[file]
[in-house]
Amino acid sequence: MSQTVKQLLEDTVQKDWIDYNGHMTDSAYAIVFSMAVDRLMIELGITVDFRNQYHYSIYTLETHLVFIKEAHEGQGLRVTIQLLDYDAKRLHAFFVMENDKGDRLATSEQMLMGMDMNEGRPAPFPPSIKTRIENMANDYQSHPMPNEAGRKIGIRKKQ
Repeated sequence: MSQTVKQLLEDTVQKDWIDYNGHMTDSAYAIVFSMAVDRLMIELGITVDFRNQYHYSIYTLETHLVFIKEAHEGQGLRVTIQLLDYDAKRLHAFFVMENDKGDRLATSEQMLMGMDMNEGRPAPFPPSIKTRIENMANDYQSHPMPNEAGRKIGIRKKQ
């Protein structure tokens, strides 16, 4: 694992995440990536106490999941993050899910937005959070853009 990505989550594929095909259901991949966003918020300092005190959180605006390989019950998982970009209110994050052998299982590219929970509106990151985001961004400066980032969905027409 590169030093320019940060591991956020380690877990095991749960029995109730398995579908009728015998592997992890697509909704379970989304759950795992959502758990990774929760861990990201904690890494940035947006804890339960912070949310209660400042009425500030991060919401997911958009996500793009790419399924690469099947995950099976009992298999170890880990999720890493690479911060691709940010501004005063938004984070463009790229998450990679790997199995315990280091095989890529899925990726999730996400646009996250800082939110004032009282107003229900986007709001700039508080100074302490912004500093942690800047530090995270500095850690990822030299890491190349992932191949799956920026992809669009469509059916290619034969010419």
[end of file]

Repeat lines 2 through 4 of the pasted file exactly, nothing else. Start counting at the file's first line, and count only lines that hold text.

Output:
Amino acid sequence: MSQTVKQLLEDTVQKDWIDYNGHMTDSAYAIVFSMAVDRLMIELGITVDFRNQYHYSIYTLETHLVFIKEAHEGQGLRVTIQLLDYDAKRLHAFFVMENDKGDRLATSEQMLMGMDMNEGRPAPFPPSIKTRIENMANDYQSHPMPNEAGRKIGIRKKQ
Repeated sequence: MSQTVKQLLEDTVQKDWIDYNGHMTDSAYAIVFSMAVDRLMIELGITVDFRNQYHYSIYTLETHLVFIKEAHEGQGLRVTIQLLDYDAKRLHAFFVMENDKGDRLATSEQMLMGMDMNEGRPAPFPPSIKTRIENMANDYQSHPMPNEAGRKIGIRKKQ
């Protein structure tokens, strides 16, 4: 694992995440990536106490999941993050899910937005959070853009 990505989550594929095909259901991949966003918020300092005190959180605006390989019950998982970009209110994050052998299982590219929970509106990151985001961004400066980032969905027409 590169030093320019940060591991956020380690877990095991749960029995109730398995579908009728015998592997992890697509909704379970989304759950795992959502758990990774929760861990990201904690890494940035947006804890339960912070949310209660400042009425500030991060919401997911958009996500793009790419399924690469099947995950099976009992298999170890880990999720890493690479911060691709940010501004005063938004984070463009790229998450990679790997199995315990280091095989890529899925990726999730996400646009996250800082939110004032009282107003229900986007709001700039508080100074302490912004500093942690800047530090995270500095850690990822030299890491190349992932191949799956920026992809669009469509059916290619034969010419």